Clarity on agency worker rules

Angard Staffing Solutions Ltd v Kocur

The Agency Worker Regulations 2010 (‘the Regulations’) apply to agency workers who are assigned to undertake temporary work for hirers through temporary work agencies.

The Regulations provide agency workers with various rights, including:

  • the right to the same basic working and employment conditions as they would be entitled to as an employee of the hirer; and
  • the right to be informed of any relevant vacant posts with the hirer.

These rights were considered and refined by the Employment Appeal Tribunal (EAT) in a case called Angard Staffing Solutions Limited v Kacor.


Angard Staffing Solutions Limited (ASS) is an employment agency which is a wholly owned subsidiary of Royal Mail. ASS provided agency workers to Royal Mail, reacting to Royal Mail’s fluctuating demand for postal workers.

Multiple agency workers employed by ASS, but who were supplied to work in one of Royal Mail’s centres, complained that both ASS and Royal Mail had breached the Regulations, including:

  • breach of the agency workers’ entitlement to the same basic working and employment conditions to which they would be entitled for doing the same job as if had they been recruited by Royal Mail; and
  • breach of the Agency Workers’ entitlement to be informed by Royal Mail of any relevant vacant posts.

The agency workers succeeded in two of five of their claims, against which ASS and Royal Mail appealed. The workers also appealed against some of the Tribunal’s findings towards them.

Employment Appeal Tribunal

Most notably, the EAT held that:

  • the right to be informed of vacancies by the hirer does not mean that the agency workers had a right to be entitled to apply for, and be considered for, internal vacancies on the same terms as directly-recruited employees. The right was limited to the Agency Workers being notified of the vacancies on the same basis of directly-recruited employees.
  • Although the agency workers’ shifts were 12 minutes longer than they would have been if they had been recruited directly, they were paid for the extra time that they worked. It was held that the Regulations do not entitle agency workers to work the same number of contractual hours as a directly recruited worker.
  • While there is a reference in the Regulations to equal treatment towards the duration of working times, this has a more limited meaning; if the hirer sets a maximum period when a comparable directly-hired employee could be required to work, the maximum could not be different for agency workers. This did not apply in the case.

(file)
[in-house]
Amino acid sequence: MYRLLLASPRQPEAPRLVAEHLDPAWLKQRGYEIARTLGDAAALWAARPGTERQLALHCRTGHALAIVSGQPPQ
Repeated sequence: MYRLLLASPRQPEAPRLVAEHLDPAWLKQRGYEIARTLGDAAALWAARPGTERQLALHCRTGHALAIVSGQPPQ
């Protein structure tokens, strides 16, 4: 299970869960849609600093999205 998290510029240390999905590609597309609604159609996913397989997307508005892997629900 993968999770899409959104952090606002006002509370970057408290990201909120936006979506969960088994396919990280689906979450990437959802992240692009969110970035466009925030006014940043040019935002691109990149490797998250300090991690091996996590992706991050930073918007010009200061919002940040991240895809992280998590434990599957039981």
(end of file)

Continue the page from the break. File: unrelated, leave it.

• The agency workers had complained that Royal Mail had breached the Regulations because direct employees were provided with training, during which time the Agency Workers were expected to continue with their normal duties. The EAT held that the Tribunal was correct in concluding that this was not a breach of the Regulations. This was because there is no express wording in the Regulations to suggest that there is a requirement for equality of treatment in relation to the content of working time.
  • There was nothing in the Regulations to stop direct employees being given first refusal in relation to overtime opportunities, in preference to the Agency Workers. The EAT held that the entitlement to equality of treatment in relation to ‘overtime’ does not extend to a right of equal treatment in respect of opportunities for overtime.
  • There was not a breach of the Regulations by agency workers’ payslips containing reduced information compared direct employees’ payslips. The entitlement to equal treatment in relation to ‘pay’ did not extend to a right to the same information on payslips.
  • While the breaks of the Agency Workers and direct employees were of the same duration, and both were paid at the same rate for such breaks, the breaks were scheduled in advance for direct employees, but not for agency workers. The EAT held that the Tribunal was correct in finding that this was not a breach of the Regulations. The timing (as opposed to the duration) of the breaks did not concern the ‘duration of working time’ and therefore did not fall within the scope of the relevant regulation.
  • There was a question over whether there had been a breach of the Regulations as a pay rise was implemented for direct-hires six months before it was implemented for the Agency Workers. The EAT said that this could potentially be a breach of the Regulations but did not make any explicit findings. The point will be re-considered by a new tribunal.


The EAT’s guidance in this case provides eagerly awaited clarity as to the application of the Regulations. End-users of agency workers’ services will breathe a sigh of relief at the EAT’s strict and very narrow interpretation of the Regulations.

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Contributor: Amanda Applegate

This publication is intended for general guidance and represents our understanding of the relevant law and practice as at January 2021. Specific advice should be sought for specific cases. For more information see our terms & conditions.

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